William Walker's original analysis of John Locke's An Essay Concerning Human Understanding offers a challenging and provocative assessment of Locke's importance as a thinker, bridging the gap between philosophical and literary-critical discussion of his work. He presents Locke as a foundational figure who defines the epistemological and ontological ground on which eighteenth-century and Romantic literature operate and eventually diverge. He is revealed as a crucial figure for emerging modernity, less the familiar empiricist innovator and more the proto-Nietzschean thinker (...)
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  41.  12
    Martha Craven Nussbaum (2001). The Fragility of Goodness: Luck and Ethics in Greek Tragedy and Philosophy. Cambridge University Press.
    This book is a study of ancient views about 'moral luck'. It examines the fundamental ethical problem that many of the valued constituents of a well-lived life are vulnerable to factors outside a person's control, and asks how this affects our appraisal of persons and their lives. The Greeks made a profound contribution to these questions, yet neither the problems nor the Greek views of them have received the attention they deserve. This book thus recovers a central dimension of Greek (...)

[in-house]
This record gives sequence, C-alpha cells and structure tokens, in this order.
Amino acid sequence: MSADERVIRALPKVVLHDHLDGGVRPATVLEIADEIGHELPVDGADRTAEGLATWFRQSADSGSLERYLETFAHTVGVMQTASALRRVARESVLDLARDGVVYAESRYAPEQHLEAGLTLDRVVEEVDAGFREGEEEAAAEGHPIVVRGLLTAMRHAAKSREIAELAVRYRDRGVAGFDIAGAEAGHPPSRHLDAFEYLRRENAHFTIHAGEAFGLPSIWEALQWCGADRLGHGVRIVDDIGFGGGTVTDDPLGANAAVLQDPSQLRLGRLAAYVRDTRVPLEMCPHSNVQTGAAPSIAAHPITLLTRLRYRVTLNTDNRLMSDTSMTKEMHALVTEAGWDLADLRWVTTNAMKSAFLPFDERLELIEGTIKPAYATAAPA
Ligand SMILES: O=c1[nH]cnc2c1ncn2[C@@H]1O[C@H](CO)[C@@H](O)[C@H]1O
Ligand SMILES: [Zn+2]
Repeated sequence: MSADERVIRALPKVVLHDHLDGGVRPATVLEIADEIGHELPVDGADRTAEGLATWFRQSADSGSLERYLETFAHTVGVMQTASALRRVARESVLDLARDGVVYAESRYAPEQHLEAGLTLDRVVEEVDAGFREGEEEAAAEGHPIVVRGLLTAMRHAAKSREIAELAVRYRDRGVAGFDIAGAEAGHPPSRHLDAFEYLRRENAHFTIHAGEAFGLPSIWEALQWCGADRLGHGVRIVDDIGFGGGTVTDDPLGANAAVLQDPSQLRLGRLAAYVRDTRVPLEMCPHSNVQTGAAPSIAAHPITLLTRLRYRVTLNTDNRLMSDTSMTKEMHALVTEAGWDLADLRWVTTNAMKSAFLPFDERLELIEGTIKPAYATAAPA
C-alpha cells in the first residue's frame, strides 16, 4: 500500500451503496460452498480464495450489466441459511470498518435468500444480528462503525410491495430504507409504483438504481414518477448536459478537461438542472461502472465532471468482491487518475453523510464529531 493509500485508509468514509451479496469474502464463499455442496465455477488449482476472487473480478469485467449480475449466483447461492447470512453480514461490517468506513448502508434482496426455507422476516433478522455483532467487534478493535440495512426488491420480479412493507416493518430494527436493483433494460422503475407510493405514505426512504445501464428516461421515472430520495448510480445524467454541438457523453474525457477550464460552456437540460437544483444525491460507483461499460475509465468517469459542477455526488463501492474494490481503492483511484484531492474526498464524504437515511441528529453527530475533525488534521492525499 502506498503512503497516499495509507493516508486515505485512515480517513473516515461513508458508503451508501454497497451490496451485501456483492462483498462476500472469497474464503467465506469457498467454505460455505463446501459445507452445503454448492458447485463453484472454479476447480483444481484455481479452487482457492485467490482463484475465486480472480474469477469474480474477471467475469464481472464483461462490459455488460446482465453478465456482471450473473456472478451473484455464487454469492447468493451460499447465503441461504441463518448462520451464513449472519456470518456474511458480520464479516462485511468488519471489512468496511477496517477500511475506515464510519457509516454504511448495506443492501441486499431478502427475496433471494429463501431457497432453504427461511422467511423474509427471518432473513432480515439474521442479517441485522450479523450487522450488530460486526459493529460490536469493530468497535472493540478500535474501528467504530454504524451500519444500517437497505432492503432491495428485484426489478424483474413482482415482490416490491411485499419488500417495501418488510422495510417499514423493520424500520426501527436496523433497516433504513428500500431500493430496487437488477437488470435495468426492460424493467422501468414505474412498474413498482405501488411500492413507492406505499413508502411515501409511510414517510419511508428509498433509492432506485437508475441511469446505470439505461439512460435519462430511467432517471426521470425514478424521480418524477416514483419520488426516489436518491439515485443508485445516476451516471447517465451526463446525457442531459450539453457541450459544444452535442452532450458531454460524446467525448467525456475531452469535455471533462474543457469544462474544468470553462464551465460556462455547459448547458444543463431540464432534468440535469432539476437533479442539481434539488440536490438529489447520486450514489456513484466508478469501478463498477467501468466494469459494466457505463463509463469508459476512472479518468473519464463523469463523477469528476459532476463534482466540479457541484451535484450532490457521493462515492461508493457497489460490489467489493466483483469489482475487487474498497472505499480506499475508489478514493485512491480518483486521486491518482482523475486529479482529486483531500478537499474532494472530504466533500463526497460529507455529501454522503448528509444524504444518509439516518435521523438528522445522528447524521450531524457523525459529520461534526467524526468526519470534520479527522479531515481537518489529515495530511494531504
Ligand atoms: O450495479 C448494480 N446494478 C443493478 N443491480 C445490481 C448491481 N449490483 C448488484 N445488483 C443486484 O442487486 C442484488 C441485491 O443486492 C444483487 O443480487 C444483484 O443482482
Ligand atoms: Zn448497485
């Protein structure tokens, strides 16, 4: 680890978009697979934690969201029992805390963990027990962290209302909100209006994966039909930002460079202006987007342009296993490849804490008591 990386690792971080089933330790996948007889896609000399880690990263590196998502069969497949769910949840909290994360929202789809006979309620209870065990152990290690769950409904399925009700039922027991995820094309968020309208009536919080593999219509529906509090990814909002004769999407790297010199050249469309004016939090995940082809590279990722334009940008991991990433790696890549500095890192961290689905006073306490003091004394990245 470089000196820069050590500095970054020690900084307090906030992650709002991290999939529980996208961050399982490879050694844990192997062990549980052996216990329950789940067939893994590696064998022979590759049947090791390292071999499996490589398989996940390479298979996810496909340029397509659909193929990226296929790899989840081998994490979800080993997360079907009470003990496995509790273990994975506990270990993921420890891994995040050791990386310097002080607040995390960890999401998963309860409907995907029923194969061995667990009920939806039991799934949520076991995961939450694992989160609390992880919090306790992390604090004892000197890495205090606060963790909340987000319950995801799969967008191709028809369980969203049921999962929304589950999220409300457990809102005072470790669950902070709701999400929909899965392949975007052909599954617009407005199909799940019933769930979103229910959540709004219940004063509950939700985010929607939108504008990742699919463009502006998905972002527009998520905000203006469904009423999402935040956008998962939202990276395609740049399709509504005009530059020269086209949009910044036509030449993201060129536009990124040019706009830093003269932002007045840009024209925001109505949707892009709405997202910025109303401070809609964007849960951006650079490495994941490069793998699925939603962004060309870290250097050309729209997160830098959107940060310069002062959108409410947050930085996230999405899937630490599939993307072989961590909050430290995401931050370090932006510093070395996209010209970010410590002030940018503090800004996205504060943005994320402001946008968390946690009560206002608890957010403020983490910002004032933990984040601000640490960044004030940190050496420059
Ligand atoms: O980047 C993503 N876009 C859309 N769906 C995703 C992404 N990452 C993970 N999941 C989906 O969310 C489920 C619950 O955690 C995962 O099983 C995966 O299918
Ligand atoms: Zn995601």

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  42.  12
    Michael Prince (1996). Philosophical Dialogue in the British Enlightenment: Theology, Aesthetics, and the Novel. Cambridge University Press.